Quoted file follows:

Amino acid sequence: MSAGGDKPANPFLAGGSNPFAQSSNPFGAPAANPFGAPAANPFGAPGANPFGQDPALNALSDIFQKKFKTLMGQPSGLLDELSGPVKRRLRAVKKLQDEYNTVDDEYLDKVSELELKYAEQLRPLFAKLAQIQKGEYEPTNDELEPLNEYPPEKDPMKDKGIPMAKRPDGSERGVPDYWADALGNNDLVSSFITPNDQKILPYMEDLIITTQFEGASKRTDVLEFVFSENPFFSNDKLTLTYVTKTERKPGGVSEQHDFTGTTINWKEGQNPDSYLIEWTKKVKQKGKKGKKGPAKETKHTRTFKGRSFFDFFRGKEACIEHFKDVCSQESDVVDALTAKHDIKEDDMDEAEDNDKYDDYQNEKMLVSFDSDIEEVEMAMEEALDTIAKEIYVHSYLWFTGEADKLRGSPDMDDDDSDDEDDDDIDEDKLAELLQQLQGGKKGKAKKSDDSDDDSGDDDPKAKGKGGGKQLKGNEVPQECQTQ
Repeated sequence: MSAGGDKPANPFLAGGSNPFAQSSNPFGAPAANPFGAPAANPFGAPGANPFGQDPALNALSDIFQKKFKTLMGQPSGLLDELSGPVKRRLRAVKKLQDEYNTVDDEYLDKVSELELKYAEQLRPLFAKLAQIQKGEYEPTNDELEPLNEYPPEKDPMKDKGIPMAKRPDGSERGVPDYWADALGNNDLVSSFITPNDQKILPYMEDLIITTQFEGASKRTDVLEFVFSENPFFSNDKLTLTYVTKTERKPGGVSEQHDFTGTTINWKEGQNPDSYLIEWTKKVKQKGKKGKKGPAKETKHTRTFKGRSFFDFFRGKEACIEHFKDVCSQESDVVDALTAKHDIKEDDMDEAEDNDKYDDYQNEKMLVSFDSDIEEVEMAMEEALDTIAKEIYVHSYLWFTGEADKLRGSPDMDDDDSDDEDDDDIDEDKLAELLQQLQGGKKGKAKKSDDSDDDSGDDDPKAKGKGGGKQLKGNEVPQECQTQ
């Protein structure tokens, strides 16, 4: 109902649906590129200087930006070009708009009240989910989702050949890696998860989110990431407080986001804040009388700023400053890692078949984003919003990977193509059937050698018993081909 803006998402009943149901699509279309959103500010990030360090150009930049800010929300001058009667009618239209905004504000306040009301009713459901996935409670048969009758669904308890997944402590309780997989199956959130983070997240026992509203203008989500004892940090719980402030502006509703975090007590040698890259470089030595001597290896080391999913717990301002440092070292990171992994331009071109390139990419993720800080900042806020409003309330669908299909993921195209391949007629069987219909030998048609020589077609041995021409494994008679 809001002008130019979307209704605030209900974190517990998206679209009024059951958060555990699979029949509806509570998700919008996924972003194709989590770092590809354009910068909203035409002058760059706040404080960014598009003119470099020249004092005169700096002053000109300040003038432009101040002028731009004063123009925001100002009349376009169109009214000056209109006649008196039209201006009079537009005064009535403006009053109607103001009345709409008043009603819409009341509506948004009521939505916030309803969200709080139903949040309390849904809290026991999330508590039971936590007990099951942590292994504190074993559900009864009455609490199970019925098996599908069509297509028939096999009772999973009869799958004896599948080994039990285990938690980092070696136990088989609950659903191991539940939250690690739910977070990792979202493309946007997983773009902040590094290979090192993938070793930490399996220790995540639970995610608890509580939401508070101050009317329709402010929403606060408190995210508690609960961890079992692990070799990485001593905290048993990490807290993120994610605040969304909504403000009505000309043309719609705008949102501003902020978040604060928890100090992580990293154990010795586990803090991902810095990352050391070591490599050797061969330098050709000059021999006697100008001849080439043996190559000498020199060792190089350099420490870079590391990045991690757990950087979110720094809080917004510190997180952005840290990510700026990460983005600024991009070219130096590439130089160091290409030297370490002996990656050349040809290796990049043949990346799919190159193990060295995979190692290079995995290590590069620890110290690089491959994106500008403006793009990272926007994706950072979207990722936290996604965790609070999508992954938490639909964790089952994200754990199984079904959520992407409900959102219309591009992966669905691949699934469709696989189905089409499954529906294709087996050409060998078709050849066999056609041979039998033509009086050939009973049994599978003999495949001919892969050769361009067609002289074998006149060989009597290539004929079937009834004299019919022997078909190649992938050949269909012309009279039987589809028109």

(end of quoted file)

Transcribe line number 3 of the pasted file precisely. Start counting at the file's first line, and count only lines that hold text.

């Protein structure tokens, strides 16, 4: 109902649906590129200087930006070009708009009240989910989702050949890696998860989110990431407080986001804040009388700023400053890692078949984003919003990977193509059937050698018993081909 803006998402009943149901699509279309959103500010990030360090150009930049800010929300001058009667009618239209905004504000306040009301009713459901996935409670048969009758669904308890997944402590309780997989199956959130983070997240026992509203203008989500004892940090719980402030502006509703975090007590040698890259470089030595001597290896080391999913717990301002440092070292990171992994331009071109390139990419993720800080900042806020409003309330669908299909993921195209391949007629069987219909030998048609020589077609041995021409494994008679 809001002008130019979307209704605030209900974190517990998206679209009024059951958060555990699979029949509806509570998700919008996924972003194709989590770092590809354009910068909203035409002058760059706040404080960014598009003119470099020249004092005169700096002053000109300040003038432009101040002028731009004063123009925001100002009349376009169109009214000056209109006649008196039209201006009079537009005064009535403006009053109607103001009345709409008043009603819409009341509506948004009521939505916030309803969200709080139903949040309390849904809290026991999330508590039971936590007990099951942590292994504190074993559900009864009455609490199970019925098996599908069509297509028939096999009772999973009869799958004896599948080994039990285990938690980092070696136990088989609950659903191991539940939250690690739910977070990792979202493309946007997983773009902040590094290979090192993938070793930490399996220790995540639970995610608890509580939401508070101050009317329709402010929403606060408190995210508690609960961890079992692990070799990485001593905290048993990490807290993120994610605040969304909504403000009505000309043309719609705008949102501003902020978040604060928890100090992580990293154990010795586990803090991902810095990352050391070591490599050797061969330098050709000059021999006697100008001849080439043996190559000498020199060792190089350099420490870079590391990045991690757990950087979110720094809080917004510190997180952005840290990510700026990460983005600024991009070219130096590439130089160091290409030297370490002996990656050349040809290796990049043949990346799919190159193990060295995979190692290079995995290590590069620890110290690089491959994106500008403006793009990272926007994706950072979207990722936290996604965790609070999508992954938490639909964790089952994200754990199984079904959520992407409900959102219309591009992966669905691949699934469709696989189905089409499954529906294709087996050409060998078709050849066999056609041979039998033509009086050939009973049994599978003999495949001919892969050769361009067609002289074998006149060989009597290539004929079937009834004299019919022997078909190649992938050949269909012309009279039987589809028109």